“The Statue of Liberty belongs to everybody; it was always about crowd funding – that’s how they built it,” Diane von Fürstenberg said, as she explained how she led support for a $100 million refurbishment of the eternal symbol of Manhattan.
But when Lady Liberty’s new museum launches this week, visitors will discover that the symbolic statue is now more than a monolithic creation rising out of the water. She has entered the digital age, so that visitors can now see the figure in intricate detail, from the burning torch she waves on high, down to her hefty copper feet.
“The thing with Liberty that is so amazing is that she belongs to everybody,” von Fürstenberg said. “The people of France raised the money, because French intellectuals at the time looked on America as Utopia.”
DvF has always stood for more than fashion, even though her dresses were a worldwide success. She also took on the role of chairperson of the Council of Fashion Designers of America; she championed The Highline walkway beside the Hudson River; and sits on the board of the Shed, the cultural hub at the heart of newly developed Hudson Yards.
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Referring to the Statue of Liberty, she cited the many creatives involved in the initial development of this mighty gift to America and added that a documentary about the statue, Mother of Exile, will be released later in the year.
DvF’s fund-raising over three years, with the help of her movie-mogul husband, Barry Diller, included persuading their high-level friends to donate – offering them as a reward a commemorative star crafted from Eiffel’s original hand-forged iron bars.
The result is the 26,000-square-feet Statue of Liberty Museum on Liberty Island. Interactive and inspirational, it offers visitors an immersive experience that includes details of the statues creation and its step-by-step production process, from French copper sheets through its travels across the ocean.
In a period when the word “immigration” raises hostility and negativity across the world, the beautification of Liberty and Ellis Islands stands as The Monumental Dream. That is the name given to The Statue of Liberty book by Robert Belot, published by Rizzoli, with a preface by von Fürstenberg – the daughter of a Holocaust survivor – who immigrated from Belgium to America.
“The first thing I saw was the Statue of Liberty as I sailed into Manhattan in October 1969 at six in the morning,” the fashion designer explained. “There she was, welcoming me to a new horizon and a new beginning.”
Visitors to the site who include the museum, will understand Lady Liberty’s construction and development in infinite detail with the help of AR – augmented reality. That technological development is twofold: bringing the statue into intimate close-up and offering details of the French founders, their construction of the statue, and how the surrounding area in Manhattan and Brooklyn has developed over the years.
Behind the AR is Apple, one of the star donors to the DvF project. Responding to her vision to create an experience, the Statue of Liberty Foundation worked with Yap Studios, a small digital development agency, to create the immersive app, which required over a year of scanning and photography. A close-up of Lady Liberty’s mighty worn feet sends shivers down the spine, and the focus on the statue, taken from unexpected angles, is designed to enhance the experience.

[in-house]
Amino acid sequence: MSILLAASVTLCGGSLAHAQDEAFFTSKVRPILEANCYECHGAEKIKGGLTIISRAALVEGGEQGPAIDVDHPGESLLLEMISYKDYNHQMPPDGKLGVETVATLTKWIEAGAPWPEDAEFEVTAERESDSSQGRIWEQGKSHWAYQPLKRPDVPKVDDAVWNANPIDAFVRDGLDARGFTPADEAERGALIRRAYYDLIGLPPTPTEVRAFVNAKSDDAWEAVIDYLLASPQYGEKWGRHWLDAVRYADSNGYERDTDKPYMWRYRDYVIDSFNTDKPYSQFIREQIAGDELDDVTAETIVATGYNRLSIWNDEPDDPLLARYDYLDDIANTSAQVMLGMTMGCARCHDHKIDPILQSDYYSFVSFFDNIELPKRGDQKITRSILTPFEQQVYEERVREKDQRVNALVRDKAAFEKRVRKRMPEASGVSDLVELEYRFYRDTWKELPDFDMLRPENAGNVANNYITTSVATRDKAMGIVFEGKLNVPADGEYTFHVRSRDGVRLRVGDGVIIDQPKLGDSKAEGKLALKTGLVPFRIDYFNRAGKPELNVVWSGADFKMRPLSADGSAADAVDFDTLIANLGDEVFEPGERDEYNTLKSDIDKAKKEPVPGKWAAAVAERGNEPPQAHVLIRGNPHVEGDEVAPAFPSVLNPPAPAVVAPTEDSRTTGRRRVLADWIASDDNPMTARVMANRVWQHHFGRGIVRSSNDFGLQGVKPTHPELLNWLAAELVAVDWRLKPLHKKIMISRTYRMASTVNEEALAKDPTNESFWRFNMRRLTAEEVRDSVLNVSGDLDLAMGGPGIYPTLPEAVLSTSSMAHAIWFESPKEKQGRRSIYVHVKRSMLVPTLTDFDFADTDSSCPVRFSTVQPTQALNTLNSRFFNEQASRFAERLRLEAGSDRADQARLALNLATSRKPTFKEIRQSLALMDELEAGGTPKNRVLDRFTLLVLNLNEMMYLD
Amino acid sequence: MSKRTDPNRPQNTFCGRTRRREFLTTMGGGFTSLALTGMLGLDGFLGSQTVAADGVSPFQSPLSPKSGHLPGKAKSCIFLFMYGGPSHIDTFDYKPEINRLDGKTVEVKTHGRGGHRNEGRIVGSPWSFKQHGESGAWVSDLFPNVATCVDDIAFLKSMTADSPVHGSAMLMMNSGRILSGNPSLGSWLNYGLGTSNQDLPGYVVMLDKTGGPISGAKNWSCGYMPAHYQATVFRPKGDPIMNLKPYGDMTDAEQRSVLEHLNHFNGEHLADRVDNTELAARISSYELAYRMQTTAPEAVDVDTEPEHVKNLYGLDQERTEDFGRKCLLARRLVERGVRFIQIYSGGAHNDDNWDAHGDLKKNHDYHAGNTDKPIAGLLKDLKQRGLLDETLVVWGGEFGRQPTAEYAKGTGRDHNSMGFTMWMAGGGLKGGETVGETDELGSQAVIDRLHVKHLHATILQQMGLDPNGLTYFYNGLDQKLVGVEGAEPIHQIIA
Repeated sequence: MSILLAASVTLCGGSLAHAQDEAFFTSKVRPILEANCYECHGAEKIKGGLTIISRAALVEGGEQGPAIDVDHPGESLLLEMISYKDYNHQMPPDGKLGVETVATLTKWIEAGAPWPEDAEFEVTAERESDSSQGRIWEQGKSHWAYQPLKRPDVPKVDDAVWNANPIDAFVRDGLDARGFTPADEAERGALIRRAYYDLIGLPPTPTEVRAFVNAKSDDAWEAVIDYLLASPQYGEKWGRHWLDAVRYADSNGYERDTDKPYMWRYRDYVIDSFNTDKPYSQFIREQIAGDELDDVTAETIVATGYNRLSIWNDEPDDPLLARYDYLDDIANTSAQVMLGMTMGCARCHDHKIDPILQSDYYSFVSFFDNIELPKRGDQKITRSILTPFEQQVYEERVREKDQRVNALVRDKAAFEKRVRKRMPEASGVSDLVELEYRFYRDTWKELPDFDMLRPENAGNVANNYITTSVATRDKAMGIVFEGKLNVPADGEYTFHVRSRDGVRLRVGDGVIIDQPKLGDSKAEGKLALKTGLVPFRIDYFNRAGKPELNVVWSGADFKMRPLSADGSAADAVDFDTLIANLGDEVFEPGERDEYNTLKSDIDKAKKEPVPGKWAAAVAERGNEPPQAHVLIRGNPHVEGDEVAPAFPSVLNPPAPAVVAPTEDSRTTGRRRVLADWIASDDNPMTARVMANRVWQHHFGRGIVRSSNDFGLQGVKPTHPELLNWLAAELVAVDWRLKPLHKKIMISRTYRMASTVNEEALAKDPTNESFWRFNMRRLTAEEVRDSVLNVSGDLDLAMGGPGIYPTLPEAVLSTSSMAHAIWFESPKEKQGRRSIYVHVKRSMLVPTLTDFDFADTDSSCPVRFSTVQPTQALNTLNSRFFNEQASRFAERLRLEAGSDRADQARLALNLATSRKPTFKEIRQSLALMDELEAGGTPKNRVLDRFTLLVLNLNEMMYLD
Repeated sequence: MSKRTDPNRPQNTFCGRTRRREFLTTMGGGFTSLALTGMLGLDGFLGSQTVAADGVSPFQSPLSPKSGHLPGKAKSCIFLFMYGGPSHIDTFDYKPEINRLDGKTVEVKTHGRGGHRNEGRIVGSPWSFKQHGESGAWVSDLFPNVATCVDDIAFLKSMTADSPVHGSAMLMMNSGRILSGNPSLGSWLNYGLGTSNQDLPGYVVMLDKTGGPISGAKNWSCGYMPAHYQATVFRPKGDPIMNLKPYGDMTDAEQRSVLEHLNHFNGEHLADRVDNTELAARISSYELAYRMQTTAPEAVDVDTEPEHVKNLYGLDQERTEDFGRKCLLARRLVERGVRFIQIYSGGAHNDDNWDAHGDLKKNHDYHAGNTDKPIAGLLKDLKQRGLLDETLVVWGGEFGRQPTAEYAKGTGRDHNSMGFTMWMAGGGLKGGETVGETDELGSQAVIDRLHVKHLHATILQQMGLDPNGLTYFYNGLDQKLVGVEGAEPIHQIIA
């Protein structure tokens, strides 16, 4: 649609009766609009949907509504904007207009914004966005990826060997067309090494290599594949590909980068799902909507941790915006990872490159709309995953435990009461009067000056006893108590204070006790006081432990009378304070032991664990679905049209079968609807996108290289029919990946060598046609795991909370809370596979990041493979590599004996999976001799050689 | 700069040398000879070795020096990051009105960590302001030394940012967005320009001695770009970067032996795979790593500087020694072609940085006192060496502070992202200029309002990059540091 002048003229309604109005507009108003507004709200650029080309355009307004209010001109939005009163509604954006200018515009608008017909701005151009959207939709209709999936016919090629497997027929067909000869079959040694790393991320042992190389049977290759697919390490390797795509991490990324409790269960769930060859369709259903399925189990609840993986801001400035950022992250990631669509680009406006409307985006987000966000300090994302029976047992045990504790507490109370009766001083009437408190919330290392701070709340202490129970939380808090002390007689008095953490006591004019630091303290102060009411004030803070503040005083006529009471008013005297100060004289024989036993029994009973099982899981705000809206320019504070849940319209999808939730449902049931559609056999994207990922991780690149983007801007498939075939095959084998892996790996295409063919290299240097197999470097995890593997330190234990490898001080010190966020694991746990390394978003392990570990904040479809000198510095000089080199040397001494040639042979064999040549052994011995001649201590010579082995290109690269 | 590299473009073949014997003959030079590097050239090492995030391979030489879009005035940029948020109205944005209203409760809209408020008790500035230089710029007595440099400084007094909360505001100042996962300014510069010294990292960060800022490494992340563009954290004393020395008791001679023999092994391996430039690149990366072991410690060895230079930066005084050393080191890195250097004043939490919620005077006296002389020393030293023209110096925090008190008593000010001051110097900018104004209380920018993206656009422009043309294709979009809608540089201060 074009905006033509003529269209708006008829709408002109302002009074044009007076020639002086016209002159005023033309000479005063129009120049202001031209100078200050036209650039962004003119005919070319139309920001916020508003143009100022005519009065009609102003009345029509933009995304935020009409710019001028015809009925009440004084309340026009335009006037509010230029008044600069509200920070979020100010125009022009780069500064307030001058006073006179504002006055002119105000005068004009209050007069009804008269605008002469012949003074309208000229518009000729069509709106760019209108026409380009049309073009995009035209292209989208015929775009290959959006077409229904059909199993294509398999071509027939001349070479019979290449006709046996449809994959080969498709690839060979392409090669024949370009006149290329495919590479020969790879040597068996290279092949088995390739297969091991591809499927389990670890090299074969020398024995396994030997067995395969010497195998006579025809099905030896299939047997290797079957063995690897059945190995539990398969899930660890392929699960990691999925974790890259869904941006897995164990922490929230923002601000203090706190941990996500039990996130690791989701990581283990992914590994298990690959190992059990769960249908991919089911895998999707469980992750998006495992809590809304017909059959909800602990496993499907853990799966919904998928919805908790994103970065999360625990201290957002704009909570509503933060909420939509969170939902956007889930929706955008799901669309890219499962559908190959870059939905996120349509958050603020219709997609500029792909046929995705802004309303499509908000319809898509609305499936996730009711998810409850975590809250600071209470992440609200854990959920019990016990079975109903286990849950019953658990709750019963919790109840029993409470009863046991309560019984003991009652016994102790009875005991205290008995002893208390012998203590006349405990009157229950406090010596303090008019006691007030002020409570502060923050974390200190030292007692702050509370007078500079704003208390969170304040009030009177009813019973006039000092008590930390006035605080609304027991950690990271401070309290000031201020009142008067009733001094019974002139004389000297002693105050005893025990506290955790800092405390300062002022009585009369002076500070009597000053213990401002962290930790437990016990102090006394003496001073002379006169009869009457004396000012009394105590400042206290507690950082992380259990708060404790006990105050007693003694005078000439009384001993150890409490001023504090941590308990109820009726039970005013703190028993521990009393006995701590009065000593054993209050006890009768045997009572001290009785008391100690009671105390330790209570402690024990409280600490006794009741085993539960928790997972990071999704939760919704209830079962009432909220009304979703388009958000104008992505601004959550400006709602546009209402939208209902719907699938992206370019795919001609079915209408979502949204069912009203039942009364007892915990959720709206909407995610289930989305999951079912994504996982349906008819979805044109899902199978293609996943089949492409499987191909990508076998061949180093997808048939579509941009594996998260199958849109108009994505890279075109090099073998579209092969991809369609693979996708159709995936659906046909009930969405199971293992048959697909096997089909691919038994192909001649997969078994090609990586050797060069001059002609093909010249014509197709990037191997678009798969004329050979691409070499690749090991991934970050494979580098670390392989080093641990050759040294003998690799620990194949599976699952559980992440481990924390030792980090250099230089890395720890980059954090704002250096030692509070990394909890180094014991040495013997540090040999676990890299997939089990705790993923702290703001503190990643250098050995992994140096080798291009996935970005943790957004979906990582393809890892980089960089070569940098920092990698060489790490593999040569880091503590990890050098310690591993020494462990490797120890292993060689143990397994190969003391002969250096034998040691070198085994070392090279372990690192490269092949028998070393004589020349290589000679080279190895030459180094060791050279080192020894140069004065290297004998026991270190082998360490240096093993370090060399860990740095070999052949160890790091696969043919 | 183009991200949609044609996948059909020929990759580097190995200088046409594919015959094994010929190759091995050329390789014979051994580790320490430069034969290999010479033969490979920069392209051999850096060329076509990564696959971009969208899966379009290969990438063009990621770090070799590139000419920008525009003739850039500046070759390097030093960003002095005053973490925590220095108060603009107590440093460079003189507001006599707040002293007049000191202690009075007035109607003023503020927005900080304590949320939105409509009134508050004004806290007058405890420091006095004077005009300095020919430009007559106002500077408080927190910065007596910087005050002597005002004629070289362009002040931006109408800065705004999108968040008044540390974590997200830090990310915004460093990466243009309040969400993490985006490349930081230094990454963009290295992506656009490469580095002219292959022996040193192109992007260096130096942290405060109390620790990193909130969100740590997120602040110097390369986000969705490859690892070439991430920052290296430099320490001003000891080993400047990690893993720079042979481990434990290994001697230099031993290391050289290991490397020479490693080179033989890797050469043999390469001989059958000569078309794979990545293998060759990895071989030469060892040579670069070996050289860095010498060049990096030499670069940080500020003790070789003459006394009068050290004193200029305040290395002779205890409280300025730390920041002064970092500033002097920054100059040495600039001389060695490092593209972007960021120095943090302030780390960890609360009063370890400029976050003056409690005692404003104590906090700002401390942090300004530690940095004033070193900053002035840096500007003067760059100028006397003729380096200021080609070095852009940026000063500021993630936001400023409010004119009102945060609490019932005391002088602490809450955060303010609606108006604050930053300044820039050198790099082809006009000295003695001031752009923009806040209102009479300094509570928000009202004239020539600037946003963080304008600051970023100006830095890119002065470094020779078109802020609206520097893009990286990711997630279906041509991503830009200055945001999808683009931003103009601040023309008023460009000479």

Without revealing any future plans, Apple did not deny the fact that this AR approach is just the beginning of a cultural earthquake. Expect a tourism revolution as ancient history is transformed into living reality: sunrise over the Pyramids, perhaps; or the gardens of Buckingham Palace viewed from above. Podcasts might replace postcards as a take-home purchase.
“I met Tim Cook from Apple, and discovered first of all that he had never been to Liberty Island, so I arranged for him to go,” DvF revealed. “Not even knowing what I was talking about, I said, ‘Wouldn’t it be wonderful to give people an Apple experience when they go on the Island?’ I met the people who do apps and we started, not knowing where it would all end up. The foundation created this app that will reach hundreds of millions of people. It will be the biggest opening of a museum ever!”
Although Apple is modest about its participation, there is no doubt that its “Raising the Torch” podcast will ultimately affect not just the physical experience of viewing public places, but also enhance their emotional effect. The app and podcasts are designed to inspire people to visit, but also to satisfy the interest of people who cannot go.
“Augmented reality really lets you place literal objects and experience into the real world around you,” DvF said. “It allows you to learn about the statue and the experience. You can place the Statue of Liberty in a class room or a living room; it’s available in the Apple store in 155 countries, and with one billion devices in peoples’ hands, our museum experience goes from New York to the globe!”
Repeating her words as a slogan, DvF insisted, “The thing with Liberty that is so amazing is that she belongs to everybody.” Her commitment to the project was proved at this year’s Met Ball, where she appeared as the Statue of Liberty incarnate, with the Lady’s spiky headpiece and her own figure printed on a flowing gown.
But even if the designer was making a joke about the project – she has even asked the museum team to work out how many bottles of nail varnish would be needed to paint Liberty’s vast toenails – the fun has a deeply serious core.
“It’s a privilege, actually,” von Fürstenberg said. “When my mother came back from the camps, she wrote me a note. It said, ‘God saved me so that I can give you life. By giving you life, you have given me my life back. You are my torch of freedom.’”